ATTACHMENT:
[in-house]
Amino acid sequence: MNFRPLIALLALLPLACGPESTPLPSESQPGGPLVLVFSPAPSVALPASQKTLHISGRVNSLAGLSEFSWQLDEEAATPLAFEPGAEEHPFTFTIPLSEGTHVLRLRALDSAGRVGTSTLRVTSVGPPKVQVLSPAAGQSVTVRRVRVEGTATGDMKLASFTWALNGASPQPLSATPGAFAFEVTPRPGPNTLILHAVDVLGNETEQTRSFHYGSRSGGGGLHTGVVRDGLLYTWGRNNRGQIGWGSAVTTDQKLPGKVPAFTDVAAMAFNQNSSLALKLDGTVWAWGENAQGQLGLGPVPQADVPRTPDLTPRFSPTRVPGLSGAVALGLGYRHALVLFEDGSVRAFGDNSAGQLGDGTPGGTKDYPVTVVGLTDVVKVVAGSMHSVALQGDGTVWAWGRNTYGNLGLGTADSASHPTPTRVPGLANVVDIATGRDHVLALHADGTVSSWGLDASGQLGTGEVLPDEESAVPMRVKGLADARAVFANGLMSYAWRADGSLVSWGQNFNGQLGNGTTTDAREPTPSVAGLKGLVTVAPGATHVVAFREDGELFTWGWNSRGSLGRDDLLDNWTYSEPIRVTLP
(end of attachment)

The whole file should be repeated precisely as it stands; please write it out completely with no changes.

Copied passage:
[in-house]
Amino acid sequence: MNFRPLIALLALLPLACGPESTPLPSESQPGGPLVLVFSPAPSVALPASQKTLHISGRVNSLAGLSEFSWQLDEEAATPLAFEPGAEEHPFTFTIPLSEGTHVLRLRALDSAGRVGTSTLRVTSVGPPKVQVLSPAAGQSVTVRRVRVEGTATGDMKLASFTWALNGASPQPLSATPGAFAFEVTPRPGPNTLILHAVDVLGNETEQTRSFHYGSRSGGGGLHTGVVRDGLLYTWGRNNRGQIGWGSAVTTDQKLPGKVPAFTDVAAMAFNQNSSLALKLDGTVWAWGENAQGQLGLGPVPQADVPRTPDLTPRFSPTRVPGLSGAVALGLGYRHALVLFEDGSVRAFGDNSAGQLGDGTPGGTKDYPVTVVGLTDVVKVVAGSMHSVALQGDGTVWAWGRNTYGNLGLGTADSASHPTPTRVPGLANVVDIATGRDHVLALHADGTVSSWGLDASGQLGTGEVLPDEESAVPMRVKGLADARAVFANGLMSYAWRADGSLVSWGQNFNGQLGNGTTTDAREPTPSVAGLKGLVTVAPGATHVVAFREDGELFTWGWNSRGSLGRDDLLDNWTYSEPIRVTLP